Saturday, December 13, 2008

Perigee: The Big Full Moon

I took these two pictures outside the Googleplex this evening, thanks to the hint given by a colleague. As NASA explains, the full Moon of Dec 12 was the biggest and brightest because it's actually closest to Earth compared to all the other Moons we've seen and will see in 2008.

I like the Moon, especially when it is this shiny. However, Earth is my favorite planet because it's bigger and has a more interesting surface, and it's still superior at supporting life. Nevertheless, traveling to the moon might be entertaining: In addition to playing around in its low gravity I'd like to point my camera back at Earth to take a shot like this, but with a lot more blue and white.

Wednesday, December 10, 2008

Fun with ZDDs

I had a chance to attend Don Knuth's 14th annual Christmas Tree Lecture at nearby Stanford.

Great talk. Like most computer scientists, I was familiar with BDDs before, but I had never even heard of ZDDs - and yes, I didn't even know what it was prior to attending the talk. It turns out that ZDDs are a compact way to represent families of sets - for some problems more compact than any other technique, and there is a nice algebra with operations over them that can be implemented efficiently. The talk was easy to follow, full of examples, explanations, and even some good humor - but the best part is just how much Knuth himself is fascinated by the subject, which might very well be contagious in a good sense: he's made me a fan of ZDDs. When it becomes available online, I recommend watching this, and I'm planning on attending the lecture next year (and the following years). For now, most of the material covered in the talk is available as a preprint in Fascicle 1b of the Art of Computer Programming: Binary Decision Diagrams under the section "Zero-suppressed BDDs: A combinatorial alternative". Knuth said he will update this section soon and it will also appear in print.

Monday, December 8, 2008

Mammoth Mountain and Emerald Bay

On Thanksgiving weekend Stefan and I stayed in South Lake Tahoe for the first night, and then went on to Mammoth early in the morning. It was a lengthy drive, but the snow in Mammoth was worth it. Coming down the Kingsbury Grade into Carson Valley was especially scenic this time - houses were hiding under a blanket of fog.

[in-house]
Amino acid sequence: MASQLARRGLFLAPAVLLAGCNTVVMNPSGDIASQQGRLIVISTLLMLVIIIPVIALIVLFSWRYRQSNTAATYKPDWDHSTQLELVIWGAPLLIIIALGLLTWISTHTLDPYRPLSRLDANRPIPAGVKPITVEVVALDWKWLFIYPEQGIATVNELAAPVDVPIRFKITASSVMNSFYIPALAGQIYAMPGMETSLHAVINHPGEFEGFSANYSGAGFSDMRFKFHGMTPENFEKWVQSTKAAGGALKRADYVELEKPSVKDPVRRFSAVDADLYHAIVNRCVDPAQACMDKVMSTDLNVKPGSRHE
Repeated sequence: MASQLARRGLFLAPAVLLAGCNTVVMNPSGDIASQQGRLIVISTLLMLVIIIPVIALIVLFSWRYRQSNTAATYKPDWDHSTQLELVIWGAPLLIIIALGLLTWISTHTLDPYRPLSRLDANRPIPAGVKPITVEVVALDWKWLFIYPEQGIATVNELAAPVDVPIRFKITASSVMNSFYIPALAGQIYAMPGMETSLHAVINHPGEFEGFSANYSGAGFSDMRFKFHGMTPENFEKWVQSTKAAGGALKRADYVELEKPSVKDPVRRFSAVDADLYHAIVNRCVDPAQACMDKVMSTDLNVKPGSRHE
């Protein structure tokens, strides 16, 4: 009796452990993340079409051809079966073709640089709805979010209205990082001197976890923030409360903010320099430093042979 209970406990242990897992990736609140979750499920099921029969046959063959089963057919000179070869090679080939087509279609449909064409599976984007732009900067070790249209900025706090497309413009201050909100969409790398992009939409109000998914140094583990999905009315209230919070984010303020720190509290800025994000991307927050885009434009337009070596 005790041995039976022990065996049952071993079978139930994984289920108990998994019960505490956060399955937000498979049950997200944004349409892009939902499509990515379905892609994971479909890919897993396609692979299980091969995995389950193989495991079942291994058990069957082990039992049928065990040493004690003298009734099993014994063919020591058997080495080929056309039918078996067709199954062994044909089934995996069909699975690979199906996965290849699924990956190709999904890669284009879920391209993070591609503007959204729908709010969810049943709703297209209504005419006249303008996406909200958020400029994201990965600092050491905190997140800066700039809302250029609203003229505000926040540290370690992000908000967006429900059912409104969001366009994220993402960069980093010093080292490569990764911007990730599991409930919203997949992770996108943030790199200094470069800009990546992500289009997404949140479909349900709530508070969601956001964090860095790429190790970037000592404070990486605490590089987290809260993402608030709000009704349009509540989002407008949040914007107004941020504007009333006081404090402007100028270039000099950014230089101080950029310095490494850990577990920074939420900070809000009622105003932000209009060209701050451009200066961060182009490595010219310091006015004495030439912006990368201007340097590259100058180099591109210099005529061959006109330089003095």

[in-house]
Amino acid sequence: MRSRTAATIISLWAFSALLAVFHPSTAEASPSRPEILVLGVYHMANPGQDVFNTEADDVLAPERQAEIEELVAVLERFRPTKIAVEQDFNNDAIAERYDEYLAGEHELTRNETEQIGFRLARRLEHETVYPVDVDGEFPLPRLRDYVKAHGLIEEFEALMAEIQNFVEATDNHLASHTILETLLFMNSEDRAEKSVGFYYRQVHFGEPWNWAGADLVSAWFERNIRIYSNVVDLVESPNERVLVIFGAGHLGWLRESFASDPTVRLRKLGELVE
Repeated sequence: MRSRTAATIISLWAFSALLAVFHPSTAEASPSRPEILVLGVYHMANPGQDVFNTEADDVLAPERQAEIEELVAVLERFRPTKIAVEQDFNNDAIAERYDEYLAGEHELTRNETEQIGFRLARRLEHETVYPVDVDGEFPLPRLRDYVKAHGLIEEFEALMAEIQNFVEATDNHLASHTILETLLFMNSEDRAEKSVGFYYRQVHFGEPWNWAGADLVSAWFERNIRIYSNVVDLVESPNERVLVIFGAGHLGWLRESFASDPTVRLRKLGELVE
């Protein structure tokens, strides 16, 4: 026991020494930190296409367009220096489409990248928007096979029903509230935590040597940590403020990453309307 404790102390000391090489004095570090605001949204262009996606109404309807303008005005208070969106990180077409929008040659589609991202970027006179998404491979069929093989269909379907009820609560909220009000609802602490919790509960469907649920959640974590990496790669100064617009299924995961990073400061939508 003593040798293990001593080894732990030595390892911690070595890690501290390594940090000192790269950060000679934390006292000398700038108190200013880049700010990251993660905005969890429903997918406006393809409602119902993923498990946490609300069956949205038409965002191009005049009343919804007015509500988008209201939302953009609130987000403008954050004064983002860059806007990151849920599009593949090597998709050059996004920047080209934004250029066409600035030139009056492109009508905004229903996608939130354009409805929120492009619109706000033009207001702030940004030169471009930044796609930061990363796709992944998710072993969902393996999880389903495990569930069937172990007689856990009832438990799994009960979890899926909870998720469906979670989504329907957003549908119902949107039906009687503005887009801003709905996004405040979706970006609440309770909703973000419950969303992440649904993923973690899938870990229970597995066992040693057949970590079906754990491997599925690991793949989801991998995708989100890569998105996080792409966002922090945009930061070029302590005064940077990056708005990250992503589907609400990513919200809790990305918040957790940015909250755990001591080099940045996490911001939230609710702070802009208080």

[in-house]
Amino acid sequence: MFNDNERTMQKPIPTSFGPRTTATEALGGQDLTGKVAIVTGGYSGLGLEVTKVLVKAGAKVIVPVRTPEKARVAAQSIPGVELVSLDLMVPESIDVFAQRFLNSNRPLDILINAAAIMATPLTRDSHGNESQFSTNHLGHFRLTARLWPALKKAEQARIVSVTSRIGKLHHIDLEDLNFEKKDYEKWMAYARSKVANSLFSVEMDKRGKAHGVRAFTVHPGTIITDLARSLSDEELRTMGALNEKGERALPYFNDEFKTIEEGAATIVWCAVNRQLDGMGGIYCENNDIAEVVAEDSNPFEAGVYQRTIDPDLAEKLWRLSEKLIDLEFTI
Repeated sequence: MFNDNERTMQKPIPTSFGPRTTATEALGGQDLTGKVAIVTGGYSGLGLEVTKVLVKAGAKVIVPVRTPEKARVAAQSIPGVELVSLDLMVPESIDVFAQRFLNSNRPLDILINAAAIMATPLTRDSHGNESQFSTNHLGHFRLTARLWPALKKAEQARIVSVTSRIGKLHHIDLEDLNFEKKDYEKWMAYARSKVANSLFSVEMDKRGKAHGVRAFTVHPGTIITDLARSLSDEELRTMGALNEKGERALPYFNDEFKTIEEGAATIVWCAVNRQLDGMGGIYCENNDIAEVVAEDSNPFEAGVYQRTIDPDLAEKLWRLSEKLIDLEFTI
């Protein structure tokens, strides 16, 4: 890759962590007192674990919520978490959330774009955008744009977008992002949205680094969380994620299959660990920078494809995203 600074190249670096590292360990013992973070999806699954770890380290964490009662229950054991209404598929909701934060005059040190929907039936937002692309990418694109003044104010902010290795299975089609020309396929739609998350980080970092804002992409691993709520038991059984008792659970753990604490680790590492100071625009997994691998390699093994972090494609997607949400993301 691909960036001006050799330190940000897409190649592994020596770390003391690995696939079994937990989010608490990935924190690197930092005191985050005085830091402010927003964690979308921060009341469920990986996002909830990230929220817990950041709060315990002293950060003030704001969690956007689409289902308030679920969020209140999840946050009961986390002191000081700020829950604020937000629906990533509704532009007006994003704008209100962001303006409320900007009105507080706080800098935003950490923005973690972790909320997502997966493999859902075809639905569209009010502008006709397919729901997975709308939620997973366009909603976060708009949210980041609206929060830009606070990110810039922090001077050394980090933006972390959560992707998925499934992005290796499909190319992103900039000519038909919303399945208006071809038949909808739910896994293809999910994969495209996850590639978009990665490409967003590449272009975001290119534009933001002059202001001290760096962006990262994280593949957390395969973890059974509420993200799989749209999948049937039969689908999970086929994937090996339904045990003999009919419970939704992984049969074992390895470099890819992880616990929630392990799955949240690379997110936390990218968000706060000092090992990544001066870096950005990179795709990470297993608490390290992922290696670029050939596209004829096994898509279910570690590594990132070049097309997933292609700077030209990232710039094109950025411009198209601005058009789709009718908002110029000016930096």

Mammoth Mountain is a big resort, and it has interesting terrain. The snow earlier in the week mostly skipped Tahoe and went here, so they had a variety of terrain open, including a few double diamonds. This picture however is from a trail that wasn't open. There wasn't a "closed" sign either (I swear), but the lift (lift 14) sure was not running. Now that I had sailed into this, I did my best to enjoy it; but which path to take - left or right? Thinking that the only visible track in the snow must have been a local who knew what he/she was doing I went right. The first few turns were great (fresh snow!!!), but then I had to unstrap: not enough coverage - oops! - my run ended in a field of boulders...

The wind blew hard at the top of Mammoth Mountain, but the views made up for this. The picture below shows the sunny backside - which is not for skiing but just for looking. The upper, steeper section of the mountain is on the opposite side, mostly in shade, and as we dropped over the edge we were greeted by a lengthy sheet of ice. After this it was decent snow though, and the "Face Lift" which doesn't go all the way to the top made enough of this terrain accessible without the inconvenience of wind and ice.

The next day we went to Emerald Bay at Lake Tahoe, so I had to take a shot of the island.

We hiked up the Eagle Lake trail and returned via the Bayview Trail. We did not find much snow on the trail - it was certainly easy to hike in regular hiking boots.

The sun set and we came by Granite Lake, which I really liked.

A bit later, Emerald Bay put on its post-sunset glow as well.